Based on recent legislation on IH practices and the influence of NAFTA, it would appear quite likely that the profession will continue this rapid growth in Mexico. Moreover, new legislation has proposed the use of "government-approved" consultants to perform safety and health inspections in a third-party scheme there.
Brazil has the most industrial hygiene activity in South America. The Brazilian industrial hygiene community has held several national conferences with excellent attendance. The practice there is still hampered to some extent by the emphasis on medical treatment but nevertheless is growing rapidly, as is Brazil's economy.
There are probably over 200 persons practicing IH with several certified under the U.S. system. In addition, there is a growing array of academic programs to prepare future industrial hygienists. Argentina, Chile, Columbia and Venezuela also have growing IH practices with graduate training programs available in some of these countries.
Europe can be divided into three geographical regions with respect to safety and health activities. These regions are Northern Europe (includes Scandinavia), Southern Europe and Eastern Europe. While these classifications are broad, it does follow that the northern regions are most developed while the eastern regions are least developed.
The U.K. leads Europe in the number of occupational hygienists and has a long history of a well-developed practice and professional activities. This is not surprising, given that the practice originated there. In fact, for much of the world, most of the industrial hygienists with advanced degrees have gotten them either in the U.K., Canada or the U.S. In some areas (e.g., ergonomic practices in Scandinavia), Europe leads the world.
What is happening now is the rapid transformation of much of Europe to meet the safety and health standards of the E.U. This is particularly evident in countries such as Spain and Poland, where there is a strong push to meet risk assessment requirements. Ultimately, this will lead to a growth of industrial hygiene and safety in both southern and eastern Europe.
Russia has a long history of having the most stringent standards for occupational exposures in the world. Typical of many countries -- standards that are published but not practiced. It is difficult to speculate at this point in time on the extent of an industrial hygiene practice in Russia. No doubt that it exists, but this author does not know the extent of a defined professional practice outside of medicine.
Under my geographical scheme, much of the world lies within Austral-Asia. It probably has the broadest span of IH development in the world. The practice in New Zealand, Australia, Hong Kong, Taiwan, Japan and Saudi Arabia is relatively well-developed and growing in the remainder of the region.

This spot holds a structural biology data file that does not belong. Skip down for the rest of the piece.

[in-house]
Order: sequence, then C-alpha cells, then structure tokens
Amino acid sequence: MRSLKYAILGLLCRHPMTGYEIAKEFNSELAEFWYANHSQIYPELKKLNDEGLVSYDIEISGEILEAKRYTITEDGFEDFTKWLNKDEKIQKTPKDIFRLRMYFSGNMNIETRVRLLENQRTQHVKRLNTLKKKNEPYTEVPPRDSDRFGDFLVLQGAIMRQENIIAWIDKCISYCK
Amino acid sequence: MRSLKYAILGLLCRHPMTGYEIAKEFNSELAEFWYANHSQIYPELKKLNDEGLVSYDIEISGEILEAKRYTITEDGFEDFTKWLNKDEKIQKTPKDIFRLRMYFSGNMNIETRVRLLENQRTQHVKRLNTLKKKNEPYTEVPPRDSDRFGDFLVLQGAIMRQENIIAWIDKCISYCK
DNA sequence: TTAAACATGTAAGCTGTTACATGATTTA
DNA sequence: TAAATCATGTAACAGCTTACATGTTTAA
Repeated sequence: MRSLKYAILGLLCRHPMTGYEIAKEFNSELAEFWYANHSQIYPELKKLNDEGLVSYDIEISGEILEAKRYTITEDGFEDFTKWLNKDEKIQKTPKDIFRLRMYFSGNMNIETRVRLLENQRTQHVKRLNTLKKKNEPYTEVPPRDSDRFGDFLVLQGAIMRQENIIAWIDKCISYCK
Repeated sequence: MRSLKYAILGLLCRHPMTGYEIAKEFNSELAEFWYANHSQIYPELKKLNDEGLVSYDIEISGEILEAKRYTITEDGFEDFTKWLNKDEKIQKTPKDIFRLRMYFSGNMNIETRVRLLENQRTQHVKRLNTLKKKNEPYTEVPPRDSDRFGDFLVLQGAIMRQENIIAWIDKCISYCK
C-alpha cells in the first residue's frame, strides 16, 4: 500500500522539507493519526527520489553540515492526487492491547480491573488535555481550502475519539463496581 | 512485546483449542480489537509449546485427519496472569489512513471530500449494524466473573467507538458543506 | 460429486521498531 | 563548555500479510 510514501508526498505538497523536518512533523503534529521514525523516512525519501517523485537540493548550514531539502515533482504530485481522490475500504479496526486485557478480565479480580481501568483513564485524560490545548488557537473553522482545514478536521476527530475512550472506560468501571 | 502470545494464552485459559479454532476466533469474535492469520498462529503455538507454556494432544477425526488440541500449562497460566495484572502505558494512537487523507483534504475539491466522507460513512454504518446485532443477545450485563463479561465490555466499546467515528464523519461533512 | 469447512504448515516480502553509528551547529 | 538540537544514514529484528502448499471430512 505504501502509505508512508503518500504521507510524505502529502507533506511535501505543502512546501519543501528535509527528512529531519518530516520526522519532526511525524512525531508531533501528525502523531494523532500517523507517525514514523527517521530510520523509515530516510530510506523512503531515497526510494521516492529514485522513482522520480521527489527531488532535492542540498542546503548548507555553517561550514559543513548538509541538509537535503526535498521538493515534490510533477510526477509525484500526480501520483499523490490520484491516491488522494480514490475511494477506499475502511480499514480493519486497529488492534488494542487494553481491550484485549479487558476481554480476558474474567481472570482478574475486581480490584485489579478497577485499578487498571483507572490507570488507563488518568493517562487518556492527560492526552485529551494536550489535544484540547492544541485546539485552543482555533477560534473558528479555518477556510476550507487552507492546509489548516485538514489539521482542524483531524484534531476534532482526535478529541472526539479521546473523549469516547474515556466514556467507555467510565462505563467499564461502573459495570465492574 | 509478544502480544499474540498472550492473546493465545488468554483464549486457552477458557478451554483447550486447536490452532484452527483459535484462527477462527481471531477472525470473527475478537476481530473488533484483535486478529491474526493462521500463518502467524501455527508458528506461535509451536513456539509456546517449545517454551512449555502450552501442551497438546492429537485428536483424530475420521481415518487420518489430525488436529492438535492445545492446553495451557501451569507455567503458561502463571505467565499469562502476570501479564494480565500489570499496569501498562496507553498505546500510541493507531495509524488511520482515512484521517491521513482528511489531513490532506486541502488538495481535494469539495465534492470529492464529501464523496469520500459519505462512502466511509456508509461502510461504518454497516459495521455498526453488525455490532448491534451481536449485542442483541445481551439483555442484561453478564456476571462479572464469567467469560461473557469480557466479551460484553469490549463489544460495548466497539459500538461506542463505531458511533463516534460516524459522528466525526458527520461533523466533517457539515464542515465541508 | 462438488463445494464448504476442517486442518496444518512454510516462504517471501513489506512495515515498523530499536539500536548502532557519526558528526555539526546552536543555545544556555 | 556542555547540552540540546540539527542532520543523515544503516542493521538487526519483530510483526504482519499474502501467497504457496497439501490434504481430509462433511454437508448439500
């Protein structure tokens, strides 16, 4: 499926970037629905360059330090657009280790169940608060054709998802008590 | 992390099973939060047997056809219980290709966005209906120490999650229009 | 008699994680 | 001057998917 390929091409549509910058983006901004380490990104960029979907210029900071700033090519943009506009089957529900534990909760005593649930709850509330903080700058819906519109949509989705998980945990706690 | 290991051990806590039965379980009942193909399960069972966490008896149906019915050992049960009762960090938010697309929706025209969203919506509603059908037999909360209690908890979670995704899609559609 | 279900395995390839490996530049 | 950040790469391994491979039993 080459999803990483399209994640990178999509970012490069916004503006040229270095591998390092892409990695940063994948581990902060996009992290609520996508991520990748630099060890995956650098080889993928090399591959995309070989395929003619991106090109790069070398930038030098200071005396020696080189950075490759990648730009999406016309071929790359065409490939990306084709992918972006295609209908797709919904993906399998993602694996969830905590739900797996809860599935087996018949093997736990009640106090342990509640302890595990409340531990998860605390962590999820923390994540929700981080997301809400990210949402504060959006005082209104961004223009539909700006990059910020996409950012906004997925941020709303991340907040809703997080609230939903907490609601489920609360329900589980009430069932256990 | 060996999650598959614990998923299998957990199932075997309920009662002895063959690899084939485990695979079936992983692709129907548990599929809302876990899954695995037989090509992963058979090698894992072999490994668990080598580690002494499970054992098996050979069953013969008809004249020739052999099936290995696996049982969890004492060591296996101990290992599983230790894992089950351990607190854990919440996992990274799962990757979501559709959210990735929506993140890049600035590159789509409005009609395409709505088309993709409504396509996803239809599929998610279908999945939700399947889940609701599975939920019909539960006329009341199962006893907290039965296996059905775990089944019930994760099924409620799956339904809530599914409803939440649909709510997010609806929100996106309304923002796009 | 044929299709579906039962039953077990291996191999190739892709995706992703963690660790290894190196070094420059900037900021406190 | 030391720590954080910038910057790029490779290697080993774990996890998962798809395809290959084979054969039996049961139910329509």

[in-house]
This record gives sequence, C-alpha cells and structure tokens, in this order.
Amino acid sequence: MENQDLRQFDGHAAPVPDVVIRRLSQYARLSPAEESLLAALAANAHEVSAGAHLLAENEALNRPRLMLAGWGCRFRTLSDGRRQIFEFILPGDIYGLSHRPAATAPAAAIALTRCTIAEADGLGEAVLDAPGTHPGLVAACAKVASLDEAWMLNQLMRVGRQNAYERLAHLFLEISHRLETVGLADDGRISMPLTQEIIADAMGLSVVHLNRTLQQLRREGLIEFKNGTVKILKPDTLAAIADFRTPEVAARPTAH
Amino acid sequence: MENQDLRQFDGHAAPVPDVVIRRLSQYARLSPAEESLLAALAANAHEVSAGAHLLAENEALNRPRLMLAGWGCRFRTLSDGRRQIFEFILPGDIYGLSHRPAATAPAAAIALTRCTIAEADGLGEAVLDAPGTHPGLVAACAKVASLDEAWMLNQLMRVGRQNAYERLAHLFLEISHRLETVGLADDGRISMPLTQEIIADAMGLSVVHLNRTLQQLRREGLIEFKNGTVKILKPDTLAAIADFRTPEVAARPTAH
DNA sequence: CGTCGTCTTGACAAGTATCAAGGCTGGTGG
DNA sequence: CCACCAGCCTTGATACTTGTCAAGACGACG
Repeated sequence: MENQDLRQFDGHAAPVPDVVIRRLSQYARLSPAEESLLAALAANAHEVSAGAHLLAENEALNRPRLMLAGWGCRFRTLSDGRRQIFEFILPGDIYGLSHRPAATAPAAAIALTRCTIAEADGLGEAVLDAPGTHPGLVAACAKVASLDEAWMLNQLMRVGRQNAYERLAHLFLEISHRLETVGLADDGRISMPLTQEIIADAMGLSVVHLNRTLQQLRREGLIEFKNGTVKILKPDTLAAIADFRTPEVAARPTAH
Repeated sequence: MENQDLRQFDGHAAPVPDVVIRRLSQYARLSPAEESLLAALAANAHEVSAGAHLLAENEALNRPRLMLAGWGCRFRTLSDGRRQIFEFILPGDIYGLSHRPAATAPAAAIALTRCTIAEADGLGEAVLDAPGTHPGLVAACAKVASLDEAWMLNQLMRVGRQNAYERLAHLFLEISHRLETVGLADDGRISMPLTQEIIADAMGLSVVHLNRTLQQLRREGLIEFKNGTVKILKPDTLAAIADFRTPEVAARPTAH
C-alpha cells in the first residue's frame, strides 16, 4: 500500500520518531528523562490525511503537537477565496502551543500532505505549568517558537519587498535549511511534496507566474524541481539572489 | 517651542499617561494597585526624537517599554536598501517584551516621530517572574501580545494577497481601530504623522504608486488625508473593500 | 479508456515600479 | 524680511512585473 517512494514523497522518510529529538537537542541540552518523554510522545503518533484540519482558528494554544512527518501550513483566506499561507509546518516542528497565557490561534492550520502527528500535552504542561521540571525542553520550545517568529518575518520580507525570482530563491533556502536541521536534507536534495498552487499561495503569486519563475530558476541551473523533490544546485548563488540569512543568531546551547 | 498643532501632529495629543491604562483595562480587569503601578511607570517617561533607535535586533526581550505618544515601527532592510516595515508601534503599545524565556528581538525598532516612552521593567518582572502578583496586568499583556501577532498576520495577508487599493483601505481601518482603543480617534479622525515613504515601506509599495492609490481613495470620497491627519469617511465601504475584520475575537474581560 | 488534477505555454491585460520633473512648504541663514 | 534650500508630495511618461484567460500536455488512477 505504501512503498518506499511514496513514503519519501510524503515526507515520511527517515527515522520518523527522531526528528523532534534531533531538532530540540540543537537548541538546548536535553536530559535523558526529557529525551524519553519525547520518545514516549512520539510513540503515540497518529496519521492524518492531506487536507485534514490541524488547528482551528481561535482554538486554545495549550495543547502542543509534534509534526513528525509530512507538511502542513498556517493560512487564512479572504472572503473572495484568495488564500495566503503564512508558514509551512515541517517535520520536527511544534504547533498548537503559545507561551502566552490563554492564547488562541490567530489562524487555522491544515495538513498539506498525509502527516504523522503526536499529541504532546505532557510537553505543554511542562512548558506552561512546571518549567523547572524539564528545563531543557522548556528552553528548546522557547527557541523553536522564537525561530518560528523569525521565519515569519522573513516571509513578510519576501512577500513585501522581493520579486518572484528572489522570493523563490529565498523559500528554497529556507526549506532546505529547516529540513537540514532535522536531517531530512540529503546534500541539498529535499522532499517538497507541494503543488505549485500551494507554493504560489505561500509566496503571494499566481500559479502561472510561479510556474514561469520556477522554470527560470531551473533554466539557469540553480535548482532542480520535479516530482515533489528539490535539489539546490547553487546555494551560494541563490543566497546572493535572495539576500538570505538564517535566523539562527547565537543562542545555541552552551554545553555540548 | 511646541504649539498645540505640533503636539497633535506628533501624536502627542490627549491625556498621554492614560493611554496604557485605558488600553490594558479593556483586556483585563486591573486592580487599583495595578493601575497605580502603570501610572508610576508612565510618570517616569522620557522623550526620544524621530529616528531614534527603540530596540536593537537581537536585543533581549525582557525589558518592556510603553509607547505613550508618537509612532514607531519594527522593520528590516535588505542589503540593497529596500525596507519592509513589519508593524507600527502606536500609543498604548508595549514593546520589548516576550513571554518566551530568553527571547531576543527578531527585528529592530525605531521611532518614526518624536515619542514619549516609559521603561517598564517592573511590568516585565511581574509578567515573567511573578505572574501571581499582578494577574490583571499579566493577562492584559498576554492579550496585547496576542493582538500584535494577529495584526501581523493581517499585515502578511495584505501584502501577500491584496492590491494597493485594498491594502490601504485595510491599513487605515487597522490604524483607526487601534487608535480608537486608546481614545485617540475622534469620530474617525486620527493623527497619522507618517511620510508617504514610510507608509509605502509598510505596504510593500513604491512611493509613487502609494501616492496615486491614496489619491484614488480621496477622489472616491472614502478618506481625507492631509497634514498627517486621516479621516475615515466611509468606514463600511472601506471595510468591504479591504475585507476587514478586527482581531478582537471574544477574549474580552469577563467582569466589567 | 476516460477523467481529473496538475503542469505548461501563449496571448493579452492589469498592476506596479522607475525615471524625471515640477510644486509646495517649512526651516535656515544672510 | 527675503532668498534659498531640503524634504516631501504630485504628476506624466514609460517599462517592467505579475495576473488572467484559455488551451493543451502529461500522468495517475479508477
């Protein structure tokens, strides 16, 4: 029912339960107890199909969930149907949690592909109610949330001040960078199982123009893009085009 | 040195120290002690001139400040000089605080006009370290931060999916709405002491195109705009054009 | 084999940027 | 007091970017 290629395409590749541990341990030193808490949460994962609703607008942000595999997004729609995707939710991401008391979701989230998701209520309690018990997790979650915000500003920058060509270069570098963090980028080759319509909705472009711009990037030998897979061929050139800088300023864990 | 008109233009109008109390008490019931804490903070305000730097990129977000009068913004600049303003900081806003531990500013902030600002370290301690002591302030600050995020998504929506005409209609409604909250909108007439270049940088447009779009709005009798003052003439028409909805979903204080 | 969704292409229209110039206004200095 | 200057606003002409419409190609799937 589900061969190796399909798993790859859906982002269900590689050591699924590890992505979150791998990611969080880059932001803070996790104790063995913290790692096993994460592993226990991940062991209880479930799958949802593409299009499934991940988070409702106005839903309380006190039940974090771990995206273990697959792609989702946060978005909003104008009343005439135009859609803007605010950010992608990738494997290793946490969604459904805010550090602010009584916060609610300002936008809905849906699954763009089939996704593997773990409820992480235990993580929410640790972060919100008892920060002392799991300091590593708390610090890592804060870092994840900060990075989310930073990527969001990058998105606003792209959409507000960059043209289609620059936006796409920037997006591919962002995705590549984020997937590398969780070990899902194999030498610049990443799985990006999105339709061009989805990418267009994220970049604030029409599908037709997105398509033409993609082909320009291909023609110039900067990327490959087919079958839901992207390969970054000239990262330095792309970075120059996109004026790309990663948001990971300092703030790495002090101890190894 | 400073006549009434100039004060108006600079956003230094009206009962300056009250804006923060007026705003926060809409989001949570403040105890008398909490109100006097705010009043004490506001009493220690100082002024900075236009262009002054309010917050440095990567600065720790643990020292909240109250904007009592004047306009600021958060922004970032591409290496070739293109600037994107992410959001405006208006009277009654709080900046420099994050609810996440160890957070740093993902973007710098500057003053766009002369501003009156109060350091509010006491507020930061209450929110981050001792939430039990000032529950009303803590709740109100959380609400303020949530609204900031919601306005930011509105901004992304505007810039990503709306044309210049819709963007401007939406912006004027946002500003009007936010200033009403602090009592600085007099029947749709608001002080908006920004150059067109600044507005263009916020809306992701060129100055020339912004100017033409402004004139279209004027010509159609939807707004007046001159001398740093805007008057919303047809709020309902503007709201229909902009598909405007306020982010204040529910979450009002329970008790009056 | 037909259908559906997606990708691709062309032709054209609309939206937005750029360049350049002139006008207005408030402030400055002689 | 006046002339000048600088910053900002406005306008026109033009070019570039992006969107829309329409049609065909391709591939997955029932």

Australia and New Zealand have the most active practices in IH with probably the highest per capita ratios of industrial hygienists to population in the region (and perhaps the world). In fact, there are a large number of hygienists certified under the U.S. system there, as well as a very active professional association and graduate academic programs with strong links to both the U.S. and the U.K.
The practice in China is not yet well developed but is moving rapidly. South Korea has several academic programs and an established and growing practice. Other areas such as Singapore, Malaysia, Thailand and Vietnam lie somewhere between these stages of development.
What is probably most significant is the proposal by China to leapfrog its development in safety and health by quickly moving to a mandated management systems approach while trying to establish the professional resources to carry this out.
The second most populous country after China is India. India, like China, is just beginning to recognize the economic costs of occupational injuries and illnesses. India has a relatively young profession with probably only about 100 persons practicing industrial hygiene. Some recent developments suggest an increasing growth in IH, including the establishment of a couple of graduate programs of study. Obviously, both India and China represent the greatest growth potential for the profession.
As mentioned earlier, South Africa has the most industrial hygienists on the continent. It has formed a professional association and qualification scheme, along with an increase in the number of academic programs offering occupational hygiene specialties. The remainder of the continent is still in the development stages, just like its industrial development.
In this quick glimpse of the world, there are many countries which I have failed to mention, like Israel, which also have a number of actively practicing industrial hygienists. This is not intended as a slight but rather a lack of information on what their current state of practice may be. If you know of some interesting goings-on, you should let the readers of Occupational Hazards know about them through a quick note to the editor. I am confident that many readers will share my interest in wanting to know what is going on outside of the U.S.
In closing, this article has touched on the growth of the profession of industrial hygiene around the world, emphasizing general trends rather than specifics in the various countries. There are many sources for more information. These include the International Affairs Committee of AIHA (www.aiha.org), NIOSH (www.cdc.gov/niosh), the World Health Organization (www.who.ch), and others. I would recommend that you check out the web page for the Canadian Center for Occupational Health and Safety (www.ccohs.ca) as a starting point. It has links to these and a number of other interesting sites. It's a small world with a lot to learn from others.
Contributing Editor Zack Mansdorf, Ph.D., CIH, CSP, QEP, is a consultant in industrial hygiene and a former president of the American Industrial Hygiene Association.